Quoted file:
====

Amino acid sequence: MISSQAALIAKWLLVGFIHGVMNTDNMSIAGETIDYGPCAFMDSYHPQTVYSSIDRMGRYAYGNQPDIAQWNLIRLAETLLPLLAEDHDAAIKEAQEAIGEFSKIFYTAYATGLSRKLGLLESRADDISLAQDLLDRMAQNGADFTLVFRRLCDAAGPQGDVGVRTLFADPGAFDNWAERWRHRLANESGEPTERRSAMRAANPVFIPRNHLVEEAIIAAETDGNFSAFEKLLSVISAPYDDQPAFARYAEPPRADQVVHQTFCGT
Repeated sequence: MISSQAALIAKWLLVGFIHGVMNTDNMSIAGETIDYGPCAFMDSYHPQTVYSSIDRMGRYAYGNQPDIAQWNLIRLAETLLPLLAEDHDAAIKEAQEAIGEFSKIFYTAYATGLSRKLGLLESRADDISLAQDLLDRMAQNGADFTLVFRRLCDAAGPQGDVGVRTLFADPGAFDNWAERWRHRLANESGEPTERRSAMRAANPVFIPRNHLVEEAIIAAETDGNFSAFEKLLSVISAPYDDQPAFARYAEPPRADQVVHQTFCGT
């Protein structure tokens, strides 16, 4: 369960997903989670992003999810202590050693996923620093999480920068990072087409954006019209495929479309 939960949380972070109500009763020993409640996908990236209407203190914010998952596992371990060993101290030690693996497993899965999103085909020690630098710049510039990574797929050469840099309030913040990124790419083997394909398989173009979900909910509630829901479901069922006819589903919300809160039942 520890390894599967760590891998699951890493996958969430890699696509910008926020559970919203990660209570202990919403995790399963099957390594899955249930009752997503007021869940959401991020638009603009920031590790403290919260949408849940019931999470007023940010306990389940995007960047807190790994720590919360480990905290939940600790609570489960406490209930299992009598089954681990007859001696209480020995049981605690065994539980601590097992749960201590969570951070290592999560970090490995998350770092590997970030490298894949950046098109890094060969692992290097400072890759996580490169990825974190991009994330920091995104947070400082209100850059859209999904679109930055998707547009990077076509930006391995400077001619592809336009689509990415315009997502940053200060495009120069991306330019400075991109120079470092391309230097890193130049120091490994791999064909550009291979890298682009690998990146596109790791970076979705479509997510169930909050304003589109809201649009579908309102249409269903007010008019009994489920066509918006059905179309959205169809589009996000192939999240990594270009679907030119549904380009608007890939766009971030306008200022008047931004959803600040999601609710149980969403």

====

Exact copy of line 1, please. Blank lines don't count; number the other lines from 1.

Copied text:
Amino acid sequence: MISSQAALIAKWLLVGFIHGVMNTDNMSIAGETIDYGPCAFMDSYHPQTVYSSIDRMGRYAYGNQPDIAQWNLIRLAETLLPLLAEDHDAAIKEAQEAIGEFSKIFYTAYATGLSRKLGLLESRADDISLAQDLLDRMAQNGADFTLVFRRLCDAAGPQGDVGVRTLFADPGAFDNWAERWRHRLANESGEPTERRSAMRAANPVFIPRNHLVEEAIIAAETDGNFSAFEKLLSVISAPYDDQPAFARYAEPPRADQVVHQTFCGT